Person on stress (Photo Credit: Instagram)
Experiencing stress may make people both more likely to give, and receive emotional support from another person, according to a study which may lead to better interventions to help people feel more relaxed.
The study, published in the journal Stress & Health, suggested that while stress can lead to negative health outcomes, there are potential social benefits, as well.
"Our findings suggest that just because we have a bad day, that doesn't mean it has to be completely unhealthy. If stress can actually connect us with other people, which I think is absolutely vital to the human experience, I think that's a benefit," said study co-author David Almeida from The Pennsylvania State University (Penn State) in the US.
"Stress could potentially help people deal with negative situations by driving them to be with other people," Almedia said.
According to the researchers, while the negative effects of stress -- such as heart disease, compromised immune function and depressive symptoms -- are well-documented, its potential benefits, such as emotional support remained unknown.
"Looking at the current research, I realized that a lot of studies looked at how emotional support is beneficial to other health outcomes, but not many looked at the determinants of social support," said Hye Won Chai, another co-author of the study from Penn State.
"We thought that stress could be a facilitator in these interpersonal exchanges," Chai said.
For the study, the scientists interviewed 1,622 participants for eight consecutive nights.
They asked the participants about their stressors, and whether they gave or received emotional support on that day.
These stressors included arguments, stressful events at work or school, and stressful events at home, the study noted.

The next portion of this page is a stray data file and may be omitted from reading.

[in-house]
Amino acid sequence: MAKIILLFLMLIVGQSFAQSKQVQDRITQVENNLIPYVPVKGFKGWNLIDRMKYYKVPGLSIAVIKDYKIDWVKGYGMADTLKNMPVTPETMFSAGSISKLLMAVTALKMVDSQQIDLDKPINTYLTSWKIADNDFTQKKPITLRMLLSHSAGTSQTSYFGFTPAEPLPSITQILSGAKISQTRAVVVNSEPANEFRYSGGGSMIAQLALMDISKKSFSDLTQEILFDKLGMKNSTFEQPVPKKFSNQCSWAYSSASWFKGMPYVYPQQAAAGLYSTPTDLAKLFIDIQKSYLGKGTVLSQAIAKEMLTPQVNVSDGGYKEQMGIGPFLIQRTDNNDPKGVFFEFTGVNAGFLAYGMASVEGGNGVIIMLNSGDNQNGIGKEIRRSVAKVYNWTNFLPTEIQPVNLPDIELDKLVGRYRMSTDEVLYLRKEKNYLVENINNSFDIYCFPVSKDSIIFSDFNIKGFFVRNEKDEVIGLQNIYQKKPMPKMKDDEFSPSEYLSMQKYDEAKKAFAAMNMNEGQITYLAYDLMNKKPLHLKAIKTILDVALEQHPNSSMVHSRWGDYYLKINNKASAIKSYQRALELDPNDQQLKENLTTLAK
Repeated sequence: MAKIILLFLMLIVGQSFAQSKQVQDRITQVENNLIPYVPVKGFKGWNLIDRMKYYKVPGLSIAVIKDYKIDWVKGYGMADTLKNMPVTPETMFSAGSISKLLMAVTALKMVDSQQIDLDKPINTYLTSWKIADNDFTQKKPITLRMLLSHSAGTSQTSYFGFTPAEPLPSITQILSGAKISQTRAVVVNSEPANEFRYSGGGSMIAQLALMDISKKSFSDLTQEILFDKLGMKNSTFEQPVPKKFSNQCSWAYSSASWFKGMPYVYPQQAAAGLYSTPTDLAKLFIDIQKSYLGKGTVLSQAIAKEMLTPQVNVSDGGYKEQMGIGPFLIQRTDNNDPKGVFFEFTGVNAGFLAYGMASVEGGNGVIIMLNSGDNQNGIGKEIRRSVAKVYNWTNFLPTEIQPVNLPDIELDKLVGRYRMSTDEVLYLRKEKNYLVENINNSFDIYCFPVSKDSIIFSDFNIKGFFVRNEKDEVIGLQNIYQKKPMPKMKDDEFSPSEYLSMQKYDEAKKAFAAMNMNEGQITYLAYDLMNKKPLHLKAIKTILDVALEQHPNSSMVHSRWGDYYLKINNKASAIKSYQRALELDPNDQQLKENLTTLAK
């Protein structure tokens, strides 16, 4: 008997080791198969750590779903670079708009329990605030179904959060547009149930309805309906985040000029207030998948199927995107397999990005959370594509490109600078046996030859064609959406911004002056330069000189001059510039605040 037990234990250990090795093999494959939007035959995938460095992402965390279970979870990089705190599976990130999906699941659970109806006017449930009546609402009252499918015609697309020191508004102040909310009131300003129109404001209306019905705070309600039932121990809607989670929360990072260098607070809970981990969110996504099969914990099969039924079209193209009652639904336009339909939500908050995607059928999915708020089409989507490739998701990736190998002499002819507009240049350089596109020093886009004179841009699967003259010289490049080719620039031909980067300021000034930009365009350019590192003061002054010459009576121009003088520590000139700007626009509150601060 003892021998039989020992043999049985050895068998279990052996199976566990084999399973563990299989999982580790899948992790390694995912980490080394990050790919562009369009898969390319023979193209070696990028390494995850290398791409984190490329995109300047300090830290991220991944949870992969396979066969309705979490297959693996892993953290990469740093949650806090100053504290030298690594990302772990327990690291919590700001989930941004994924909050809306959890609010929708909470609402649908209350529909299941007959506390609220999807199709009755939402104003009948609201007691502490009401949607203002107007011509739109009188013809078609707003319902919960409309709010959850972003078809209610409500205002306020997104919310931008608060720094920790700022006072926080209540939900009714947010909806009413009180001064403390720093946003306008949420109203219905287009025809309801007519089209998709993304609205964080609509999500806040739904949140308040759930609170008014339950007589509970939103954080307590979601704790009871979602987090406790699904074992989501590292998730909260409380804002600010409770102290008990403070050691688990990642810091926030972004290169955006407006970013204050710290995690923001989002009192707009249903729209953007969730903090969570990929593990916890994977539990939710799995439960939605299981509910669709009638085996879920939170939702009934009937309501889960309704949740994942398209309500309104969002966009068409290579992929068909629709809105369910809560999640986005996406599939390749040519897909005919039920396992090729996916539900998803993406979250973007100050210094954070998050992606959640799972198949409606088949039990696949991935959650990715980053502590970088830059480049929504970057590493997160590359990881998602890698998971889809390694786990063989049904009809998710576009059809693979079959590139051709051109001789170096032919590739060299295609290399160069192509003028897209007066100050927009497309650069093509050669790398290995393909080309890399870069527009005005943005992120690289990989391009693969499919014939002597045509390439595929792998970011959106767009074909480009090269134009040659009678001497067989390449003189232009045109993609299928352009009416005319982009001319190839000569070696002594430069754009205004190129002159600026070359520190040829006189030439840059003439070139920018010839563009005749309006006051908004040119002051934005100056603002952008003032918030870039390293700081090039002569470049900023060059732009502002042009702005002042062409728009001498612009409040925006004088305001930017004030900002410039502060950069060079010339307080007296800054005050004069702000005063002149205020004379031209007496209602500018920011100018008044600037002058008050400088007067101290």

According to the researchers, the participants were on average more than twice as likely to either give or receive emotional support on days they experienced a stressor.
They were also 26 per cent more likely to give or receive support the following day, the study said.
While this effect, on average, was found across the participants, it seemed to differ slightly between men and women.
"Women tended to engage in more giving and receiving emotional support than men. This supports previous findings that women tend to seek more emotional support from other people when they're stressed," Chai said.
In the study, the researchers said, men were also more likely to engage in emotional support on days they were stressed, but to a lesser extent than women.
"We saw that someone experiencing a stressor today actually predicted them giving emotional support the next day," Almeida said.
"This made me think that it's actually possible that stress helps to drive you to other people and allows it to be ok to talk about problems -- your problems, my problems," he added.
Almeida added that the results could help practitioners enhance and design better interventions for targeting stress.